hydrogen peroxide

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Increased Heat Shock Protein 70 Expression Following Toxicant-mediated Cytotoxicity: A Ubiquitous Marker of Toxicant Exposure?

Parivash Farzaneh, Abdolamir Allameh, Steven Pratt, Nicholas Moore, Lucy Travis, Elke Gottschalg, Clive Kind and Jeffrey Fry

The up-regulation of heat shock protein (HSP) expression has been proposed as a general biomarker of cellular protection against various environmental stresses and chemicals. The present study investigated the possibility of using HSP70 up-regulation as a biomarker of toxicant exposure in vitro. Cells of a rat hepatoma cell line (FGC4) were exposed to concentrations of 1,3-dichloroacetone, duroquinone, diquat dibromide, menadione, hydrogen peroxide, cadmium chloride (CdCl2) and sodium (meta)arsenite (NaAsO2) that elicited 20–50% cytotoxicity over a 24-hour period, and HSP70 levels were measured by ELISA. Up-regulation of HSP70 expression was demonstrated following treatment with menadione, CdCl2 and NaAsO2, but not with the other chemicals tested. A shorter exposure time (6 hours) and/or the use of non-toxic concentrations reduced the level of HSP70 up-regulation with menadione, CdCl2 and NaAsO2, but did not uncover any up-regulation with the other chemicals. Although the toxicity of the majority of the chemicals tested is believed to involve an oxidative stress component, the results of this study clearly demonstrate that up-regulation of HSP70 expression cannot be used as a general biomarker of toxicant exposure in vitro.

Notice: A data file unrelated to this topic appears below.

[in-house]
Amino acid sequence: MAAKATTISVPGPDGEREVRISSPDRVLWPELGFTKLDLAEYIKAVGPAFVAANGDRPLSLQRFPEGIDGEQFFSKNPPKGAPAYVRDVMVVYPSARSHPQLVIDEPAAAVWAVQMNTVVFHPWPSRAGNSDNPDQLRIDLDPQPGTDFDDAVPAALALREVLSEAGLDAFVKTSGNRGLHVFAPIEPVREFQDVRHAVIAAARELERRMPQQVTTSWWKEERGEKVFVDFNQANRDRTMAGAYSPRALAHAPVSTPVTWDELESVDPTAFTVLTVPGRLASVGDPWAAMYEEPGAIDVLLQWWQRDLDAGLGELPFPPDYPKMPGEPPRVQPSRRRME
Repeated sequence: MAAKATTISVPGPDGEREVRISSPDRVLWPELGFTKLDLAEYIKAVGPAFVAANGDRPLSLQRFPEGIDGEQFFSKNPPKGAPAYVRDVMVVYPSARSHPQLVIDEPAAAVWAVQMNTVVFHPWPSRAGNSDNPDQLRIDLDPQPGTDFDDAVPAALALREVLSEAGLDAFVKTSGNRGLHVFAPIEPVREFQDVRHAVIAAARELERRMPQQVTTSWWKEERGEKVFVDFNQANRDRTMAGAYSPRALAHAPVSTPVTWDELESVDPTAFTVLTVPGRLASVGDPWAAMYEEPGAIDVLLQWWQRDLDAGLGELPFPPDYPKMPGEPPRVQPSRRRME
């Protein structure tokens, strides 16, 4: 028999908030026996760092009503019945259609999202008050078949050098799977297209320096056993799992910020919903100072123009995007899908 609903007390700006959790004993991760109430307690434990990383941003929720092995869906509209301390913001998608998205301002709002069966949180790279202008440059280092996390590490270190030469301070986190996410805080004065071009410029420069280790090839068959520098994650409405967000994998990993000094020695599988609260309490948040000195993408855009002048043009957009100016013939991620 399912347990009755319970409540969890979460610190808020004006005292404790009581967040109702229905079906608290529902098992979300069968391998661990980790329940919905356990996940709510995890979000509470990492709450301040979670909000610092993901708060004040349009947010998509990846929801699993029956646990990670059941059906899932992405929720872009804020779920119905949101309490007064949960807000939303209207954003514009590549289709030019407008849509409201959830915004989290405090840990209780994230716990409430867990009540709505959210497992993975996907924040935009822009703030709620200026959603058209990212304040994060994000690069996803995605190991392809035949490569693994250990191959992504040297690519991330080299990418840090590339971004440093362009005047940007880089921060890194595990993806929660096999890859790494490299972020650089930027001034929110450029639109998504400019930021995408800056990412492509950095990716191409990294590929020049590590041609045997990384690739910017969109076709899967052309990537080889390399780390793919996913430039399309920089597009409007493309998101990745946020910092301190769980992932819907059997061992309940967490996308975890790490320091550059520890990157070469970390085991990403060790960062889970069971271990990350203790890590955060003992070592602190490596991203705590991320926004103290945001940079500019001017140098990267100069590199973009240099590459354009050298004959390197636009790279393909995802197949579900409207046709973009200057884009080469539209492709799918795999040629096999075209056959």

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In Vitro Effects of Certain Membrane-acting Agents on Superoxide and Hydrogen Peroxide Production, Protein Synthesis and Membrane ATPase Activity in Buffalo PMN Cells

Hemen Das, Golla Ramalinga Reddy, Tukaram More and Vineet Kumar Singh

Polymorphonuclear (PMN) cells play a key role in innate immunity, due to their ability to produce reactive oxidants such as superoxide (O2–) and hydrogen peroxide (H2O2), and to release antimicrobial proteins and peptides stored in their lysosomal granules. In the present study, the effects of the activation of buffalo PMN cells with various membrane-acting agents were evaluated in terms of O2– and H2O2 production, the activities of membrane ATPases, and protein synthesis. Studies involving the incorporation of 35S-methionine revealed significant protein-synthesising ability in resting PMN cells and in cells treated with lipopolysaccharide (LPS), as well as with opsonised zymosan (OZ). Protein synthesis, as judged by fluorography of the cytosolic fraction, showed more than 12 bands, whilst the cytoskeletal fraction showed 2–3 bands. PMN activation with concanavalin A (ConA), digitonin and sodium nitroprusside (SNP) resulted in increased O2– and H2O2 production. However, in the presence of anti-inflammatory agents such as indomethacin and cortisol, the production of O2– and H2O2 by these cells was found to decline. Studies pertaining to membrane ATPases revealed that verapamil hydrochloride (VpHCl) significantly increased total ATPase and Na+K+ATPase activity. ConA treatment yielded only a moderate level of activity. Similarly, digitonin up to 24μM also caused a significant increase in ATPase activity. Our bservations indicate that these membrane-acting agents influenced oxygen-dependent and oxygen-independent microbicidal mechanisms in buffalo PMN cells.
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